By Marion Rhodes
As 2013 is nearing its end, so is my transition year as a freelancer. The past 12 months have been filled with preparations to grow my business and move up into the ranks of high-end translators. I deliberately kept my work load light to have time to focus on setting up my German/English translation business, Integrated MarCom Translations, for the long run: I’ve updated my website, cleaned up my online profiles on Facebook, LinkedIn, etc., started tweeting and blogging, and taken numerous webinars and online classes to help me become a better translator and marketer. Now the time has come to hit the ground running and start aggressively promoting my translation services using the tools I’ve amassed and the skills I’ve honed.
To that end, I participated in a Proz.com webinar last week on how to use social media effectively in only 15 minutes a day to attract more clients. In this webinar, the “Connection Queen” Biba Pedron laid out seven simple strategies to connect with people on social media, a precursor to directing them to your website.
As social media director for the Colorado Translators Association, I was already familiar with many of the points Biba made, such as the importance of completing online profiles or regularly posting on social media sites. However, Biba’s presentation gave me a few ideas on how to take my social media marketing efforts a step further to help expand my reach.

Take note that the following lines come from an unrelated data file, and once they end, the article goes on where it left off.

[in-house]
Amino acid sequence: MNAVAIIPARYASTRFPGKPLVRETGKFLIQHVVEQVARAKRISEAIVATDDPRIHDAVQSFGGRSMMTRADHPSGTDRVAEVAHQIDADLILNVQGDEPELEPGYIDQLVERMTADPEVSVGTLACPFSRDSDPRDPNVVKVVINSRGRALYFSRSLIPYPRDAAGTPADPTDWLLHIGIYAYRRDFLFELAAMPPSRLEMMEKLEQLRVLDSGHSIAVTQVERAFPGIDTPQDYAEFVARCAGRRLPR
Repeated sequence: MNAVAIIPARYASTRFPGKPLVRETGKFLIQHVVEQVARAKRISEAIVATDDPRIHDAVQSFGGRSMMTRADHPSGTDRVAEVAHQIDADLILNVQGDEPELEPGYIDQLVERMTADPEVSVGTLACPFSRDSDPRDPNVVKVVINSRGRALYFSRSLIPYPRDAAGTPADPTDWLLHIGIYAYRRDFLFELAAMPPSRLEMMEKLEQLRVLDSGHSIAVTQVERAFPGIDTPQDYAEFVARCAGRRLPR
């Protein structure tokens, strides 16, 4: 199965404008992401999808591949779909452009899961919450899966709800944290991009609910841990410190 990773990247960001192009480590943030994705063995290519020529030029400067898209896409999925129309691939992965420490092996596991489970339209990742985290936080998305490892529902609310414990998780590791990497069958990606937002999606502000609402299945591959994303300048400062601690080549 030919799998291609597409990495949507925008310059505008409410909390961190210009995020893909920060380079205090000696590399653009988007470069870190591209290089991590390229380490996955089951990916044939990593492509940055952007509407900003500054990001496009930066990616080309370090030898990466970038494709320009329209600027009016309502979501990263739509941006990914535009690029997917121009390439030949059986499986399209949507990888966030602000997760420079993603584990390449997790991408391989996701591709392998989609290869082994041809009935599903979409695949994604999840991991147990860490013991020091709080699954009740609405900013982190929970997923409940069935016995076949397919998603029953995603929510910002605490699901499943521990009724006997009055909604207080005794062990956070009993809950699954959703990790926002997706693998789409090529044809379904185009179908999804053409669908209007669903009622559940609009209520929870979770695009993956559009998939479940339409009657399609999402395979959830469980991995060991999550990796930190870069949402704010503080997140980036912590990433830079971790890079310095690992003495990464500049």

Connect, connect, connect
The most important piece of advice I carried away from this webinar was to become more active in trying to make new online connections. Sure, I’ve gained new followers on Twitter and this blog over the past year, and I’ve added new contacts on LinkedIn and Facebook. Biba, however, recommends inviting 5 to 10 people from within your target market to connect with you every single day – a goal I am far from even approaching. Moreover, Biba underscored the importance of taking a new connection beyond the initial contact request (which should be personalized, not the generic default message).
Biba recommends thanking new contacts for accepting your invitation to connect, then calling them to action by inviting them to visit your website or follow your Facebook profile and asking how you can help them out. “Networking,” she said, “is not about selling. It is about getting exposure and helping people.” I admit, this is uncharted territory for me. Most of my contacts, esp. on LinkedIn, end up as untapped resources in an online friend list, neither of us really aware of where to take this new relationship. So for the coming months, I have set myself a goal of trying to gain 10 new, valuable networking contacts a week. I’m starting small because I really want to focus on the “value,” i.e. trying to make meaningful connections.
Interact, interact, interact
Another new goal of mine is to become more interactive in online forums, on blogs, in professional groups, etc. I am well aware that successful social media marketing depends on getting your name out there, but I simply haven’t taken the time to do this as much as I should. My new goal is to contribute to two professional discussions every day in some form or another. Comment on a blog, reply to a tweet, post in an online forum, whatever. Sounds easy enough. Writing for this blog only counts if I get comments I can address, so don’t be shy, please. 🙂
OK, so these aren’t drastic measures, and all of them are things I have done before, some more than others. The point is that I haven’t done them consistently. Hopefully, I will integrate these networking/marketing tactics in my daily routine as easily as my regular tweets for @IMCTranslations and @CTA_Translators. Let’s see where this will take me in, say, six months. I’ll be sure to post an update.